3. 1983 Baby Jane Doe Case: New York appellate-level state court and a federal district court ruled that parents had the right to refuse life-prolonging surgery for their infant afflicted with spina bifida (CITE).

All three of these court decisions either lead to the death of a newborn or caused a lifelong handicap. Had there have been a law that required medical treatment; all three of these surgeries could have been performed with a high chance of success in prolonging the children's lives.

This then brings us to our third and final phase - the current phase of the controversy. In 1984, Congress responded to the above court of appeals ruling by passing the Child Abuse Amendment Act. This statute requires that all states themselves create investigative mechanisms that will build upon the same agencies that already exist in every state. The goal of this Amendment was to protect children against abuse or neglect and to ensure that all newborns receive medical treatment - unless they are inevitably dying or are irreversibly comatose - regardless of their parents' or physicians' wishes to the contrary (CITE). The law officially went into effect on June 1, 1985, with high-hopes of solving this medical controversy. Although it did solve many controversial problems, many people argued that it "was limiting the clinician's discretion and parents' ability to act in the best interest of the infants in deciding whether they should receive comforts care or aggressive life-saving treatments."(CITE) Due to this popular argument, the law was only in place for a few years before it was overturned in Federal Court.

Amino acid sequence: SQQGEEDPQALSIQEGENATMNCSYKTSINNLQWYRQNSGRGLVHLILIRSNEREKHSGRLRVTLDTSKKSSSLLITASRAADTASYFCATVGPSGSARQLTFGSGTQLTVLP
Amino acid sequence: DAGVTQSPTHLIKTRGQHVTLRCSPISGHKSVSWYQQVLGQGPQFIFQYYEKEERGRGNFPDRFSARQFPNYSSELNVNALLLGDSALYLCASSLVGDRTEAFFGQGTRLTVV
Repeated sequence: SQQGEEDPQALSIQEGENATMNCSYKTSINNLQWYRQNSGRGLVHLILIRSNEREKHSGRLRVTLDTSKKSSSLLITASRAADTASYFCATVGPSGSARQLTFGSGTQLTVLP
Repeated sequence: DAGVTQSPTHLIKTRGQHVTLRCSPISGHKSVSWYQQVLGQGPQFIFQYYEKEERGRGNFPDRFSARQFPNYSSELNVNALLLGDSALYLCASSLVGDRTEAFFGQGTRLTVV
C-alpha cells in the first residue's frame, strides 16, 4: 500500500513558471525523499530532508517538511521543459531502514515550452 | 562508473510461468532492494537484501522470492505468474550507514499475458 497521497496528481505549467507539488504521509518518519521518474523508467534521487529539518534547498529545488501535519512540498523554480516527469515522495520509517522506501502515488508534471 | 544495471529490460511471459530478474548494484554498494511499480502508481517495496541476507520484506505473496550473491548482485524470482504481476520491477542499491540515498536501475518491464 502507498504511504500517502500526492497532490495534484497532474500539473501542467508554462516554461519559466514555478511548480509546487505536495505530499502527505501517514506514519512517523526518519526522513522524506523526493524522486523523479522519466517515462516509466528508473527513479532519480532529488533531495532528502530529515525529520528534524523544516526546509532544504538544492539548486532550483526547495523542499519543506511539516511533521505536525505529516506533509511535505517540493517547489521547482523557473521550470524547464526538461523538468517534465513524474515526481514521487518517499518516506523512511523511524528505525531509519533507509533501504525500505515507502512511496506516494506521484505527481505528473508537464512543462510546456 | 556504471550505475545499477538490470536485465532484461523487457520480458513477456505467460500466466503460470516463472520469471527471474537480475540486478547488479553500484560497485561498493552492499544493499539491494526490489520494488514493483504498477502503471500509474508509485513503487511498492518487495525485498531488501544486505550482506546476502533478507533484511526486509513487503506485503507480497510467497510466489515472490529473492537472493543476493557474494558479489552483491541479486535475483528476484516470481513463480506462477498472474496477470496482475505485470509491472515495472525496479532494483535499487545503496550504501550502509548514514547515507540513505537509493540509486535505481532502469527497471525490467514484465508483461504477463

With the Child Abuse Amendment Act no longer in place, we are once again left asking ourselves the controversial options of: Should there be a law that makes it illegal to withhold treatment from handicapped newborns? Or should the decision of treatment be up to the parents and/or physicians? An important feature of past cases that we must consider deals with the haphazard and often-arbitrary nature of these types of practices. Due to the variations in hospitals, parents, and doctors, no single case can be treated the same as the next. In most current cases, because of these variations, hospitals are unable to have written rules or guidelines for dealing with these issues. All of these "variations" are what makes these ethical decisions so difficult for our healthcare providers.

If a law were to be put in place that made withholding treatment from newborns illegal, there are many positive and negative issues that would have to be considered in order for the action to be considered ethically correct.

* Infant's "Net Benefit." A severely impaired infant could be so incapacitated that required treatment by law may not be in the best interest of the infant's survival. If survival does exist, both the infant and family could have to deal with the condition the rest of their life.

* Rights of parents over their children are not absolute. When parental conduct threatens a child's well being in a significant way, the interests of the